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Antigua, Barbados, Grenada to host England Tests in 2022

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Bridgetown will also host all five T20Is in a nine-day period in late January

England will play a five-match T20I series in Barbados in January, before competing for the Richards-Botham Trophy across three Tests in Antigua, Barbados and Grenada in March, after Cricket West Indies confirmed the dates for their home internationals in the new year.

England’s white-ball squad will arrive in the Caribbean in mid-January, at the same time as the fifth Ashes Test is due to be taking place in Perth, and will play all five of their T20Is in a nine-day period between January 22 and 30, 2022, including two consecutive weekends of back-to-back fixtures.

After a month’s break, the focus will then switch to the Test format, with a four-day warm-up at the Coolidge Ground in Antigua, ahead of the first Test at the Sir Vivian Richards Stadium, beginning March 8 – an apt venue given that this will be the first time that the newly minted Richards-Botham trophy will be contested, following the retirement of the Wisden Trophy at the end of England’s 2-1 series win in 2020.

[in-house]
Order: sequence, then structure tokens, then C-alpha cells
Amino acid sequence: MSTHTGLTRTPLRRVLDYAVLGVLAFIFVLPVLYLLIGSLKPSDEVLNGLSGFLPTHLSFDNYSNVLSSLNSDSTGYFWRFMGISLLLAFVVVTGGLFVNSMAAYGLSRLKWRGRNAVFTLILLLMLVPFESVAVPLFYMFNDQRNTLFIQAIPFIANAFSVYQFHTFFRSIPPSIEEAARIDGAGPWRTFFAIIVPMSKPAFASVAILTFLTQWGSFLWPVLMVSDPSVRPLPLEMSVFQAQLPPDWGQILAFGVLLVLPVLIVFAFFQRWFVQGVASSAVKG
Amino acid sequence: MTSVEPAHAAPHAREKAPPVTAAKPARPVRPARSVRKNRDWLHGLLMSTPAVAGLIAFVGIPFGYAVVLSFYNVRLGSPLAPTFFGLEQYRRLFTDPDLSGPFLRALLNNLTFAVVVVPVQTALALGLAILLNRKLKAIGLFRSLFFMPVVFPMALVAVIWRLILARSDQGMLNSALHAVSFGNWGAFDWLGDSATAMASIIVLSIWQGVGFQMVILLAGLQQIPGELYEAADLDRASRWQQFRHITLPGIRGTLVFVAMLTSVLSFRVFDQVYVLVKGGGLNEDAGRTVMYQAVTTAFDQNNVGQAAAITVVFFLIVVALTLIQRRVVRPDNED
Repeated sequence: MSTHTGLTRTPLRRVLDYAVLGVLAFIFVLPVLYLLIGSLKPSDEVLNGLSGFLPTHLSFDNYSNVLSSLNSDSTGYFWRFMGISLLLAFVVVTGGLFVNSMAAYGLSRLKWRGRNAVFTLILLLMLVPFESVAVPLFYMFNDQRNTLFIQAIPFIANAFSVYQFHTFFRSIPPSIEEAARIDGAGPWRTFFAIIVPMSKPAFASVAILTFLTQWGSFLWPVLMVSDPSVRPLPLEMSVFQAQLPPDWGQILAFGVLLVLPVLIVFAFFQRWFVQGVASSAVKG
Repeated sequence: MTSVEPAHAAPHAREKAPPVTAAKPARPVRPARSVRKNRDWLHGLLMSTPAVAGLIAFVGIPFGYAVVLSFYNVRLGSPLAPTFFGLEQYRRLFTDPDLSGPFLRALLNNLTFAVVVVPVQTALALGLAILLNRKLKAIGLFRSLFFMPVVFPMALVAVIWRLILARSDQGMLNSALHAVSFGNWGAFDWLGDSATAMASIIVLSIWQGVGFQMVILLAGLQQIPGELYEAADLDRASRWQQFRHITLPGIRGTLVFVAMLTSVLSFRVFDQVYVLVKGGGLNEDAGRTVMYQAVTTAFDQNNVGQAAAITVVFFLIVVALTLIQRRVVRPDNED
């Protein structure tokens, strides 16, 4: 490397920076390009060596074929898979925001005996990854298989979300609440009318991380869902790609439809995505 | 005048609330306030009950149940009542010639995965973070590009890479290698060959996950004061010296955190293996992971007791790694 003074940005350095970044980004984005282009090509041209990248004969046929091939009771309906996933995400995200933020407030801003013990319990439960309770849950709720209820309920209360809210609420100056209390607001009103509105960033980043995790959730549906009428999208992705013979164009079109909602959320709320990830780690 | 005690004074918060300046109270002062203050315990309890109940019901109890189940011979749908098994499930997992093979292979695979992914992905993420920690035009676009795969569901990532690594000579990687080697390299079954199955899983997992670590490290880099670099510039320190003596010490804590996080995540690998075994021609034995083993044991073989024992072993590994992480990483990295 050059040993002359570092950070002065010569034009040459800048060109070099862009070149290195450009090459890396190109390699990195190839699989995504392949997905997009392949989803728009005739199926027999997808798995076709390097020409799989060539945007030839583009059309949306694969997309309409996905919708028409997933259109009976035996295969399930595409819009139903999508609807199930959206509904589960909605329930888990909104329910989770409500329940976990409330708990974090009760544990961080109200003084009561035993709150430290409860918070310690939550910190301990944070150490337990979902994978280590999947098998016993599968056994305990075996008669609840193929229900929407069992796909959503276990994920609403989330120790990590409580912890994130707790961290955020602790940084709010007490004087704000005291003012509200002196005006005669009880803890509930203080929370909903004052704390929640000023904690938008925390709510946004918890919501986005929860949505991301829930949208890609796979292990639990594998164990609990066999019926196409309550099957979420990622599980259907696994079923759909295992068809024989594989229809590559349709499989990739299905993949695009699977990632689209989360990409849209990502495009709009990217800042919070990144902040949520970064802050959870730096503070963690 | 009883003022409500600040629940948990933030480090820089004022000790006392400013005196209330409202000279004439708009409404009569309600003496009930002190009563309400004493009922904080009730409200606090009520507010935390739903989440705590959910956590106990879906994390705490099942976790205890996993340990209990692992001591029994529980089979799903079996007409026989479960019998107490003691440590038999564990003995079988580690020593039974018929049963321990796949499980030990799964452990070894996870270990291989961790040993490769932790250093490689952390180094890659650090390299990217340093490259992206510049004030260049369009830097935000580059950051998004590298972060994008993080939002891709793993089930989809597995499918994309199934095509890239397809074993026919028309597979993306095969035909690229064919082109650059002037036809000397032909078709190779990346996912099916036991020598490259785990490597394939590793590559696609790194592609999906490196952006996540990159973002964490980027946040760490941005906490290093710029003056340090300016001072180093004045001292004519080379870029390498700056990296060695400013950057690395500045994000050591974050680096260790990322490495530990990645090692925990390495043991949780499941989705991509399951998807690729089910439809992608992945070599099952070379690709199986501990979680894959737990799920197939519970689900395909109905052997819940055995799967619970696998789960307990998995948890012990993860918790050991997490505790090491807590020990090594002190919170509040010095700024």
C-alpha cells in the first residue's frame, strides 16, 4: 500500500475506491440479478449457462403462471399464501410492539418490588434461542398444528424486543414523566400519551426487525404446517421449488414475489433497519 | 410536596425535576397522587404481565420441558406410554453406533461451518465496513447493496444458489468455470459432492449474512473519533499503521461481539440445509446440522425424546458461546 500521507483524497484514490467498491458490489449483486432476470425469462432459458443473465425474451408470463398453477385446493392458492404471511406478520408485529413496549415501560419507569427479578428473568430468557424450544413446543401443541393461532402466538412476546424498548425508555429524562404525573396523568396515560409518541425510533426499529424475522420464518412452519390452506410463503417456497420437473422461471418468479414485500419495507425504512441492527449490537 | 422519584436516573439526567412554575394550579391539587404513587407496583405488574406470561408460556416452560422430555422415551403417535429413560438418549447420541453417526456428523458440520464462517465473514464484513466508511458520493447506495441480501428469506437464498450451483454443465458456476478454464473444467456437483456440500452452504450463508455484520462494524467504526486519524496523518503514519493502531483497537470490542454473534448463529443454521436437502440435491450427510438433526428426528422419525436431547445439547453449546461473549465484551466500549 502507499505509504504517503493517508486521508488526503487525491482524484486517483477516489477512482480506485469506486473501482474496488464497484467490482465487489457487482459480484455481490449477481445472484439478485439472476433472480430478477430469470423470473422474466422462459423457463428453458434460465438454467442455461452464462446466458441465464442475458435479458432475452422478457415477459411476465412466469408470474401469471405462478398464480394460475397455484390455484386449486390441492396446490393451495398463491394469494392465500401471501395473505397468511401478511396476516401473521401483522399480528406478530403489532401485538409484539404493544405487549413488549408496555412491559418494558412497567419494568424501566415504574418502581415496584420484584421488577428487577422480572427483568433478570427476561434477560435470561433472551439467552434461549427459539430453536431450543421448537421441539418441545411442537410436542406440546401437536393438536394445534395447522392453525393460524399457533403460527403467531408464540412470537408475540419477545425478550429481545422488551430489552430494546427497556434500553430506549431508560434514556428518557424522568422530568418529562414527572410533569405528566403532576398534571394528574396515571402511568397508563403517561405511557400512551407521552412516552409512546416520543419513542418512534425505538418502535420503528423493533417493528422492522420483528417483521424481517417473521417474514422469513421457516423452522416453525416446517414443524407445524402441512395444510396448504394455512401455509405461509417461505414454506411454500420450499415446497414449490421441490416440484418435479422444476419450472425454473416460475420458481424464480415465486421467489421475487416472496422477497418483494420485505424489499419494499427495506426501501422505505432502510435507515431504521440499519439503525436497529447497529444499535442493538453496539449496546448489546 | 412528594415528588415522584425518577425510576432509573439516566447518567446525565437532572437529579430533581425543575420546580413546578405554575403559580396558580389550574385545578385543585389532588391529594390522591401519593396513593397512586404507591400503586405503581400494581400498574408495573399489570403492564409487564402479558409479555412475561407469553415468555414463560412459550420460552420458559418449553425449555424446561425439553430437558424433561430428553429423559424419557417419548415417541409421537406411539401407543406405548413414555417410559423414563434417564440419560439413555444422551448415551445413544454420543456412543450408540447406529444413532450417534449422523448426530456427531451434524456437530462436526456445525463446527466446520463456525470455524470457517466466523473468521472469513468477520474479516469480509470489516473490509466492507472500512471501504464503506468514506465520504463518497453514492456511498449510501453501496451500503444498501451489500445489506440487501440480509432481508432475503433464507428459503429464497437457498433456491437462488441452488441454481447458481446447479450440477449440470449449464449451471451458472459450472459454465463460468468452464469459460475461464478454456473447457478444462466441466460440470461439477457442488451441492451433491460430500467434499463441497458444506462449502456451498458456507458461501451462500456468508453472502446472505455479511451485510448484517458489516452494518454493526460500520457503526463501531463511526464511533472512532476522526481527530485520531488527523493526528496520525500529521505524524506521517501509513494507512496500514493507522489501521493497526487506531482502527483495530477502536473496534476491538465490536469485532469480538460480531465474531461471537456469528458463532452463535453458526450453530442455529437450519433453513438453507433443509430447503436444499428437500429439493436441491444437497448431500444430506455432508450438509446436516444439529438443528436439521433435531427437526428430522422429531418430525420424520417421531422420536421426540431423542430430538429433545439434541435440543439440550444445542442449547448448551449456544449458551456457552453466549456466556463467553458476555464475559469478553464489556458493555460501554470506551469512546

West Indies secured a memorable 2-1 series win in their last home campaign against England in 2019, the highlight of which was an emphatic 381-run win in the opening Test at the Kensington Oval in Barbados, in which England were bowled out for 77 before Jason Holder starred on his home ground with 202 not out.

Barbados will be the venue for the second Test this time around, from March 16-20, before the series concludes at St George’s in Grenada on March 24-28 – a ground where England have played just one previous Test, a nine-wicket victory to square the series on their 2015 tour.

England have won just one Test series in the Caribbean since 1968, when Michael Vaughan’s achieved a 3-0 victory in 2004.

The venues for the series are among the most popular for England’s travelling fans, with CWI stating that they will be welcoming “fully vaccinated” spectators throughout the tour. Online ticket sales are expected to be available from mid-November.